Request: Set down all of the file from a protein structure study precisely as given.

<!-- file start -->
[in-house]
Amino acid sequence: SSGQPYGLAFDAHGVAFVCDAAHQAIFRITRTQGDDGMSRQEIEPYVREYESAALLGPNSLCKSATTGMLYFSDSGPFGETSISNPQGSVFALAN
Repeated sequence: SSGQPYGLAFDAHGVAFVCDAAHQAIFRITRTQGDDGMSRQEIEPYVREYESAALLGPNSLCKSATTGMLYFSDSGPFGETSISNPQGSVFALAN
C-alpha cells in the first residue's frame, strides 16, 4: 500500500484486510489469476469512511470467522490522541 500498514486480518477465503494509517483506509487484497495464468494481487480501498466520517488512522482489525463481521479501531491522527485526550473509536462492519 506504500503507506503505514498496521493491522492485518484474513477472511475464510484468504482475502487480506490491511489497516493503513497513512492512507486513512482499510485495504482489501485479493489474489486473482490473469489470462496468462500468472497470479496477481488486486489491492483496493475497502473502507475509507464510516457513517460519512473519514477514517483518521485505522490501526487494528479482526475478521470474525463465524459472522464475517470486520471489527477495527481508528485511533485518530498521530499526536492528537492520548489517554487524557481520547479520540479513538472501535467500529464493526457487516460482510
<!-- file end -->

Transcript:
[in-house]
Amino acid sequence: SSGQPYGLAFDAHGVAFVCDAAHQAIFRITRTQGDDGMSRQEIEPYVREYESAALLGPNSLCKSATTGMLYFSDSGPFGETSISNPQGSVFALAN
Repeated sequence: SSGQPYGLAFDAHGVAFVCDAAHQAIFRITRTQGDDGMSRQEIEPYVREYESAALLGPNSLCKSATTGMLYFSDSGPFGETSISNPQGSVFALAN
C-alpha cells in the first residue's frame, strides 16, 4: 500500500484486510489469476469512511470467522490522541 500498514486480518477465503494509517483506509487484497495464468494481487480501498466520517488512522482489525463481521479501531491522527485526550473509536462492519 506504500503507506503505514498496521493491522492485518484474513477472511475464510484468504482475502487480506490491511489497516493503513497513512492512507486513512482499510485495504482489501485479493489474489486473482490473469489470462496468462500468472497470479496477481488486486489491492483496493475497502473502507475509507464510516457513517460519512473519514477514517483518521485505522490501526487494528479482526475478521470474525463465524459472522464475517470486520471489527477495527481508528485511533485518530498521530499526536492528537492520548489517554487524557481520547479520540479513538472501535467500529464493526457487516460482510